"I can," replied Sarah. She loved the black boots, they were perfect black boots, she'd been counting on wearing the black boots, and she was going to wear them, never mind that one of them was flapping loose around her ankle. She sat on the couch, determined. "You have other shoes," her mom said calmly, "but you have to choose which pair you want to wear."

The choice was the key. When disappointment strikes, kids feel they have even less control over their lives than usual. In order to move on, Sarah had to feel a bit like she was in charge of what was going to happen next. Selecting the Minnie Mouse sandals from her closet helped.

But if the problem is too big for your child to solve, or the upset is too great, step in. When baseball shirts were handed out, Eric Nelson, 6, was devastated to learn that his team's T-shirts were purple, a color he deemed too girly. "He was crushed," says his mother, Beth Nelson. He wanted to quit the team. But together they came up with a compromise: "We brought his shirt along to the field and he changed into it at the last minute," says Nelson. "When the game was over, that purple shirt came right off."

More ways to hand over some control:

Under age 2
Give them a choice  -- now. Your toddler has little understanding of "yesterday" or "tomorrow," so promising, say, that you'll go to the library next week won't have much meaning. Instead, let him select a book to read, or whether to play in the sandbox or on the slide.

Ages 2 and 3
Present scenarios. Kids have trouble seeing the effects of their actions, so remind yours that only if she stops railing against the fact that her favorite blue socks are dirty will there be time to get an ice cream. If her friend won't play with her, explain that the friend may be mad because she's not sharing her markers.

Ages 4 and 5
Teach what can and can't be changed. With his limited memory, experience, and comprehension, he thinks he's more powerful than he is. Let him know that sometimes things happen that have nothing to do with him: Cars break down, people get sick, and Ferris wheels malfunction. What he can control is his reaction. If he chooses to sulk, let him know that he's making a choice to give up something that might be fun.

Ages 6 and up
Help him take responsibility. If he's upset that a friend won't talk to him, ask him "What's your part in it?" and "What can you do differently?" Explain that even though we don't mean to, we sometimes disappoint other people, too. When 6-year-old Makenna Schiltz ran next door to play with her best friend, she came home crying because the friend was at soccer practice. "I tell her, 'I'll bet there are times when she comes over here and you're at horseback-riding lessons,'" says her mother, Rene Schiltz of Cypress, Texas. After a few minutes of pouting, it's time to move on, says Schiltz.

Plan ahead

Much childhood disappointment is caused by unreasonable expectations, and bringing dreams down a notch can be easier than trying to cope with the angst afterward. You don't want to deflate your kids' hope that they'll win the costume parade or hit a home run, but they have to know that not every child can. When Beth Nelson's sons built a pinewood derby car, they were sure that their car was going to win the award for best design. In a low-key way, she tried to refocus them. "We tried to stress the process and what a good time they had making the car," she says. It worked. They didn't win, but on the drive home, one of her sons said, "Well, it was a lot of fun."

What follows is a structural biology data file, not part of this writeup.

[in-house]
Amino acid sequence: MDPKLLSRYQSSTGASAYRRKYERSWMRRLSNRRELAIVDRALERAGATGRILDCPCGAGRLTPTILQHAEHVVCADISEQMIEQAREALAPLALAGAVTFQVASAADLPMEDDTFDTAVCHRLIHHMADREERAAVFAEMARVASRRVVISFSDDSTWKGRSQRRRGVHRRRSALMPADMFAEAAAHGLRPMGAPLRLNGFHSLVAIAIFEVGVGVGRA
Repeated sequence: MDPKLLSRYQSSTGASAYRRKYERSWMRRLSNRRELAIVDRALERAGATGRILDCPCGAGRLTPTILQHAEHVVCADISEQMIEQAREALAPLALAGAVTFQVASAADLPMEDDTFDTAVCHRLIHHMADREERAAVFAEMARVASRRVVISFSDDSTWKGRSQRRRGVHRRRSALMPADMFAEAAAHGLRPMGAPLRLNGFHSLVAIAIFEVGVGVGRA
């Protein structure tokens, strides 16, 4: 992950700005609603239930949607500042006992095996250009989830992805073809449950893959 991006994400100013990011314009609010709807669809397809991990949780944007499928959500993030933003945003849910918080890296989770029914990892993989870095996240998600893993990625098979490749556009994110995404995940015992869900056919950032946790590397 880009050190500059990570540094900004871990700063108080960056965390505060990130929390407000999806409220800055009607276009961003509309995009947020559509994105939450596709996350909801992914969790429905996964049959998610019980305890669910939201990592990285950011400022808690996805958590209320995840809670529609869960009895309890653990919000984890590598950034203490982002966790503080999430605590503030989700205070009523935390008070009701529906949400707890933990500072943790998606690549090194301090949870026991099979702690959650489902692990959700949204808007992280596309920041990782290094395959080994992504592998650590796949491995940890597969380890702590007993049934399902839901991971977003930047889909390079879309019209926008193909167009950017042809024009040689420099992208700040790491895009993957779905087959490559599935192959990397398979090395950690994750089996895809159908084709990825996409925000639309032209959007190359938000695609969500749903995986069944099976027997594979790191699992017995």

Like adults, kids have a mental picture of what an event will hold. If it's a party with her best friend, she might forget that she'll have to share that pal with the other guests. "Before we get to a birthday party, we talk about it," says Angie Lippard, a mom of two in Ooltewah, Tennessee. She reminds her daughter that the birthday girl has to pay attention to all her guests, not just one or two. "That way, if her friend's busy with others, it may hurt, but at least it won't knock her down by surprise."

Some kids need extra preparation time. Laura Kitchings says 4-year-old Sarah adjusts easily to a shift in plans, while 7-year-old Dylan likes to know exactly what's coming up next. So when a friend's party and a Boy Scout hike fell on the same day, Kitchings gave Dylan advance notice that he'd have to choose between the two. "I said, 'Just think about it. We don't have to decide right now,'" she says. Together, they made a list of each activity's pluses and minuses to help Dylan pick one.

A preemptive move can also be as simple as blocking off the stairs so your toddler's not always frustrated at being told not to climb. Alex Oliver, 18 months, became upset over and over because he wasn't allowed to drink fruit juice like his big sister, which she sipped from a plastic straw built into her cup. The solution: His mom, Candita Oliver of Olympia, Washington, simply had her daughter drink from a grown-up cup, which didn't appeal to Alex.

Other ways to avoid disappointment:

Under age 2
Call ahead. Make sure the toy store or museum is open. Keep small toys and books in the diaper bag or in the car for emergency distractions.

Ages 2 and 3
Intervene. If another mom is in the habit of canceling playdates, either skip playdates with that family or simply bring the child to your house.

Ages 4 and 5
Have a backup plan. When taking a plane trip, for instance, remember that airport travel is unpredictable. Without alarming your child, explain what you'll do if the flight is delayed. "First we'll go to the kids' play area, and then we'll get a snack."

Ages 6 and up
Explain that it's part of life. No sports team wins all the time. Point out famous athletes who win some and lose some, and that someone always wins in board games.

As for my son, Drew, and his Winnie the Pooh tantrum, I seem to have played that one right, because he quickly forgot that he'd been so upset. But he didn't forget about Pooh  -- the next day he very sweetly requested a trip to the library. And you can guess which video we borrowed.